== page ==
<
>

Antonio Brown's case for recouping $40 million: Could he really win his grievances?

play
Will Antonio Brown ever play in the NFL again? (1:53)

Chris Mortensen and Tim Hasselbeck debate whether Antonio Brown will play in the NFL again. (1:53)

Two different NFL teams released wide receiver Antonio Brown in September, and as you've probably heard, he believes both of those teams owe him money.

About a week and a half ago, the NFL Players Association (NFLPA) formally filed grievances on behalf of Brown, seeking about $39.775 million in total from the Oakland Raiders and the New England Patriots -- the two teams that signed him to contracts and released him. The grievances have not yet been scheduled and could be put off until after the season.

What exactly those grievances are and Brown's chances of winning each of them are somewhat complicated, so we thought we'd break it down for you.

Here are the eight specific grievances that were filed and, based on conversations with various sources familiar with the situation, Brown's chances of winning them:


1. Fine appeals with the Raiders: $215,000

Brown's chances of winning this grievance: Decent

The Raiders fined Brown, who was traded to Oakland from Pittsburgh in March, approximately $215,000 for skipping practices and workouts while he was dealing with his much-publicized foot and helmet issues during training camp. The imposition of these fines led to a practice-field feud with general manager Mike Mayock, behavior that ultimately led the Raiders to tell Brown they were voiding the guaranteed money on his contract (more on that later) and setting off the chain of events that culminated in his release the day before the start of the regular season.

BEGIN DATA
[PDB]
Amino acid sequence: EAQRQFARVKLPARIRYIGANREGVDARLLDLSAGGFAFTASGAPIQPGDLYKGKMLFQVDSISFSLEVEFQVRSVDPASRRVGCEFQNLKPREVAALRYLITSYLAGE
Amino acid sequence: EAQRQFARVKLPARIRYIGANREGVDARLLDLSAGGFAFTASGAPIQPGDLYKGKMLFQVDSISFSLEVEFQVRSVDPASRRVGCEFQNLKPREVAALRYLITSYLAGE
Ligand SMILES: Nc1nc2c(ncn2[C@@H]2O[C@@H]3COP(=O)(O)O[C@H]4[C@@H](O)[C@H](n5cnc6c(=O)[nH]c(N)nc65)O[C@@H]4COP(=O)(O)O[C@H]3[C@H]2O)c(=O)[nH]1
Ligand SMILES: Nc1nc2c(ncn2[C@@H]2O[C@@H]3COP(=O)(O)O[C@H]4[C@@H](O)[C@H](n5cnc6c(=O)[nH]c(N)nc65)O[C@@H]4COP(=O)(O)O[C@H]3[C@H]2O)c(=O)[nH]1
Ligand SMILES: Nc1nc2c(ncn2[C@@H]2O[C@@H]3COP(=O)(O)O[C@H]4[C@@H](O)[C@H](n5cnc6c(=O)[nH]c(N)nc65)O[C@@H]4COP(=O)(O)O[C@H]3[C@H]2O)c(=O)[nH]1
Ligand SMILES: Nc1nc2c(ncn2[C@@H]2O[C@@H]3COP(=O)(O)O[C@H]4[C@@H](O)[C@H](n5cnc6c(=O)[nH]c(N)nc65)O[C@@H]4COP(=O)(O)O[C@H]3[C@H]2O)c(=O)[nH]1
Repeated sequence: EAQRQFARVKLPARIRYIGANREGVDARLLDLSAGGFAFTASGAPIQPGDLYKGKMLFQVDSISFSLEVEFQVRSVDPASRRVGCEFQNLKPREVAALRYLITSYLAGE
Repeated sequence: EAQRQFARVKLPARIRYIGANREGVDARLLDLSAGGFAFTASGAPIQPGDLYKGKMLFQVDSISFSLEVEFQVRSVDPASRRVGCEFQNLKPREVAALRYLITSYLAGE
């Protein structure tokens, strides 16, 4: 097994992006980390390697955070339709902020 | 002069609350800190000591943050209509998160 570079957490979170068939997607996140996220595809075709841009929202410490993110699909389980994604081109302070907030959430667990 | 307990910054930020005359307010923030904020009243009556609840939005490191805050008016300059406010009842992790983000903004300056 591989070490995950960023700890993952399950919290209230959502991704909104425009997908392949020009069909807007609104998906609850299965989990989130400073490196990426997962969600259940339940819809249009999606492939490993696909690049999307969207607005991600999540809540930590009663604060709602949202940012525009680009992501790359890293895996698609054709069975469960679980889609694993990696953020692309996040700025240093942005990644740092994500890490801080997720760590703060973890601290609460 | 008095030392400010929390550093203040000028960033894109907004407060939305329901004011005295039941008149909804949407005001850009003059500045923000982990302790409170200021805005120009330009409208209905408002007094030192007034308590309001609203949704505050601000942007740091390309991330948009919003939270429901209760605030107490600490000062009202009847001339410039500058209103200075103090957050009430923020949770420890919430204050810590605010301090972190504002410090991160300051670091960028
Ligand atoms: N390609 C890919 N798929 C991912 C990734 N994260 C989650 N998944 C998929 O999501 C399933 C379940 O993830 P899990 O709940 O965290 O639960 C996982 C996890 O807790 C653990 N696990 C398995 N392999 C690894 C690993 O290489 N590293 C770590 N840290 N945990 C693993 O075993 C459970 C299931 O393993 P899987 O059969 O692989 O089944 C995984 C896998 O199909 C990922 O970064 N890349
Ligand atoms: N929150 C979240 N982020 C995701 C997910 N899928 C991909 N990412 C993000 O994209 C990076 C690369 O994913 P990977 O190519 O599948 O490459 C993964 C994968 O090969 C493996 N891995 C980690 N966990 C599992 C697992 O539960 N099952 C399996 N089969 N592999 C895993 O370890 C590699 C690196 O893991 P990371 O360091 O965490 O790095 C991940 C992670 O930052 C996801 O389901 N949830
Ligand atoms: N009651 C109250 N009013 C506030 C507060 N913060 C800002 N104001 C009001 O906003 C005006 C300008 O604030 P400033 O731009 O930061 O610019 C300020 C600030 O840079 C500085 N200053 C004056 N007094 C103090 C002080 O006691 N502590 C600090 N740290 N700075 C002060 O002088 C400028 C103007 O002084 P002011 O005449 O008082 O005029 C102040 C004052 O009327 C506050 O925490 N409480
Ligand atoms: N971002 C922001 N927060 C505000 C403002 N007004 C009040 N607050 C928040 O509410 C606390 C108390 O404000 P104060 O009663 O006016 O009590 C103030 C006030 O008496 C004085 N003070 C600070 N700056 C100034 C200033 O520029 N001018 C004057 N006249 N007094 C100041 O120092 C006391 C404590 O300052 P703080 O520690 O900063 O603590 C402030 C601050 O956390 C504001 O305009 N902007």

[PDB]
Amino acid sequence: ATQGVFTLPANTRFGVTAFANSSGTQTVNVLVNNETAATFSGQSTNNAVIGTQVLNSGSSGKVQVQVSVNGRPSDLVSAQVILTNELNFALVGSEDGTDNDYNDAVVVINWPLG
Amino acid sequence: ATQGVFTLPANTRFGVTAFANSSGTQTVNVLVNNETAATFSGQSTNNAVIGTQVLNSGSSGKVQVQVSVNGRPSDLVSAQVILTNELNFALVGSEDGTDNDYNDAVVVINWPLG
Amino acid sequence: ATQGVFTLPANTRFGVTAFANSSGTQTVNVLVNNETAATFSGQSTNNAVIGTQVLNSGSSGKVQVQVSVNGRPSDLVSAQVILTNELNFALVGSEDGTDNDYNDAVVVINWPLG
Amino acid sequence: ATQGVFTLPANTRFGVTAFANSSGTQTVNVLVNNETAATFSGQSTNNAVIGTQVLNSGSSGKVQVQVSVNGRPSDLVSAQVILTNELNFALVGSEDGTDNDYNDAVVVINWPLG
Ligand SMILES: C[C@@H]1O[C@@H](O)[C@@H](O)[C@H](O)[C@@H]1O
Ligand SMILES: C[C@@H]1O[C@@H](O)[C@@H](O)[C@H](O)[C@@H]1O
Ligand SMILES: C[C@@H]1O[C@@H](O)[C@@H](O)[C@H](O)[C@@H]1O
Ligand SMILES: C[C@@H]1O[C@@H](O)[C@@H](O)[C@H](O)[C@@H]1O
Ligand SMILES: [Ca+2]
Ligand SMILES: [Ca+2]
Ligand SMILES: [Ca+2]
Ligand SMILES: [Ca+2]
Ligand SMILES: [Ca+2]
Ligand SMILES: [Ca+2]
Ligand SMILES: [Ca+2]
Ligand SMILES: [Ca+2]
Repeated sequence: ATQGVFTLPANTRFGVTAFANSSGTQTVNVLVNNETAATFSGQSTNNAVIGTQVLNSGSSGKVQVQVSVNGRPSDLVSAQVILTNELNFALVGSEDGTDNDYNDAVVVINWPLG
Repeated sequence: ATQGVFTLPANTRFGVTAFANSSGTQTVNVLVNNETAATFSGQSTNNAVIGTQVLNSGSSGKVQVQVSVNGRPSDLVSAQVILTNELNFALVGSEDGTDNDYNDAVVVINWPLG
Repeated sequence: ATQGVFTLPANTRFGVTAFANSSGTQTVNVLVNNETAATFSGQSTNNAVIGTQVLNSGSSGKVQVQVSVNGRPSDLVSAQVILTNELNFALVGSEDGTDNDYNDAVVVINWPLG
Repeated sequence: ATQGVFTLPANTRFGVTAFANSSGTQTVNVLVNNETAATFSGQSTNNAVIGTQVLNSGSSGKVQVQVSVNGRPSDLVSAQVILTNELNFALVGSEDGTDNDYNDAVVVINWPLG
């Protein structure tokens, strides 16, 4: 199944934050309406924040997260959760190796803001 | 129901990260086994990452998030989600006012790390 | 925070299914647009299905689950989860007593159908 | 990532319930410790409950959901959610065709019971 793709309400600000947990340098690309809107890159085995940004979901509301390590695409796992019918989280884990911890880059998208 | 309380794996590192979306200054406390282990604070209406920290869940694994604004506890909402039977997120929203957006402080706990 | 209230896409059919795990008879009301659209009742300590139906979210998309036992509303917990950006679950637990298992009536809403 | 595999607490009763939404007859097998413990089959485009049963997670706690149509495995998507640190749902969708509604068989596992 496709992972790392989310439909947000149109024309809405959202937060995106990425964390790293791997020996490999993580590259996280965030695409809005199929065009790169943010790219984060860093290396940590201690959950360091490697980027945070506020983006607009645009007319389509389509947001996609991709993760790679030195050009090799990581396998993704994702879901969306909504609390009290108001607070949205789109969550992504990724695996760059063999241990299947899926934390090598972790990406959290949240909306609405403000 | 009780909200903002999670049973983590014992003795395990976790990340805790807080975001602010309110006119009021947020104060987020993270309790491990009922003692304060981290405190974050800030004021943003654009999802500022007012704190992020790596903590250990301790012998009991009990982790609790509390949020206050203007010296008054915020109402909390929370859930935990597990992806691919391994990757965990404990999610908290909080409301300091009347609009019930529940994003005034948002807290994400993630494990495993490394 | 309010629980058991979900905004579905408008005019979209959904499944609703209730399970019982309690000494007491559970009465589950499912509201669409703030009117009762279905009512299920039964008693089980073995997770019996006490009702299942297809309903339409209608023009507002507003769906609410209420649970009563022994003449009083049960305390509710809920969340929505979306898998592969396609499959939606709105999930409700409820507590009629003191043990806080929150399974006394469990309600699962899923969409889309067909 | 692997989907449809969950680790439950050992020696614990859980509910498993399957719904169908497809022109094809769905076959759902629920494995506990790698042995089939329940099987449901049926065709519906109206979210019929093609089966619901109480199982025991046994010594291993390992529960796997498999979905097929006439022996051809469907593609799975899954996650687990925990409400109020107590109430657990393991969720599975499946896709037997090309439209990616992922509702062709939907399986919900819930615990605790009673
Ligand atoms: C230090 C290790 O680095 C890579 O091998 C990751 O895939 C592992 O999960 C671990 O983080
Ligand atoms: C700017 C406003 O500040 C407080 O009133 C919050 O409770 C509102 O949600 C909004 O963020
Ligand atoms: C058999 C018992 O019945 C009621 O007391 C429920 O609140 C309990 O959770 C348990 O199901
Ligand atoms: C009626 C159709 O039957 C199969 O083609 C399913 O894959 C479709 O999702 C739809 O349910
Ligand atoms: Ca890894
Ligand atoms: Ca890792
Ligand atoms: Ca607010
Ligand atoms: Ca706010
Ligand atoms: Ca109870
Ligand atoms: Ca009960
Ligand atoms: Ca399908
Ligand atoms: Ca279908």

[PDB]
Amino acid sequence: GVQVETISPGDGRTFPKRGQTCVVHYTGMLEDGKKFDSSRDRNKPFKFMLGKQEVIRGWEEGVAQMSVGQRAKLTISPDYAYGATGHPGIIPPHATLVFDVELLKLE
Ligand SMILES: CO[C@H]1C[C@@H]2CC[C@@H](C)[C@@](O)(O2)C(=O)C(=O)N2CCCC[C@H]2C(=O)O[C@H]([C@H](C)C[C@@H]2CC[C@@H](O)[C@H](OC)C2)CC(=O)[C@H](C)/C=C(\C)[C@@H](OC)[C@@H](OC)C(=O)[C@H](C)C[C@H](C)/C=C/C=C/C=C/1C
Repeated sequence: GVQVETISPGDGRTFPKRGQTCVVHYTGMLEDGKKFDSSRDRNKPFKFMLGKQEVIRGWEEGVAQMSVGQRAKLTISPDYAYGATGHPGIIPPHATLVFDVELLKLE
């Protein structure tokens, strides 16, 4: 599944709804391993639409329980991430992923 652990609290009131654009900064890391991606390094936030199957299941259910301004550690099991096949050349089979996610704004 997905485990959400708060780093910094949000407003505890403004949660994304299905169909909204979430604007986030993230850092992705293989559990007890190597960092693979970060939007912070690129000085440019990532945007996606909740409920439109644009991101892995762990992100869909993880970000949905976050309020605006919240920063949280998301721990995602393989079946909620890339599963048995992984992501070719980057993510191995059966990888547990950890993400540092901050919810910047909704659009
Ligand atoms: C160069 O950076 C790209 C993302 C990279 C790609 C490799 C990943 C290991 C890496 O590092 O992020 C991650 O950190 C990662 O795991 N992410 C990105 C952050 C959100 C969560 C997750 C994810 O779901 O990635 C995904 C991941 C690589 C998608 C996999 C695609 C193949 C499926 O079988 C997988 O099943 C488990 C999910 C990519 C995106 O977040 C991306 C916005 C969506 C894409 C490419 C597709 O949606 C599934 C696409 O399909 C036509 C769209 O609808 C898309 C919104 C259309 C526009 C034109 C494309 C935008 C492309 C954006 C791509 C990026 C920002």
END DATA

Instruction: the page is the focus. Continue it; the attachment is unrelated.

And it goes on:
The appeal here likely lies in conversations Brown had with Raiders coach Jon Gruden, who is known to be the team's ultimate decision-maker, as opposed to those he had with Mayock. Brown's fine letters came from Mayock, and it was Mayock with whom he had the dispute during practice. But Gruden was in contact with Brown during the same time period.

If Brown could, hypothetically, prove that Gruden had told him he wouldn't be fined, then he could argue that Mayock lacked the authority to fine him, since Gruden is the one in charge. It's tough to say how he could prove that absent a recorded phone call (which likely would not be admissible as evidence), but an argument along these lines could muddy the waters enough to convince the Raiders to settle on this issue and forgive at least some, if not all, of the fines.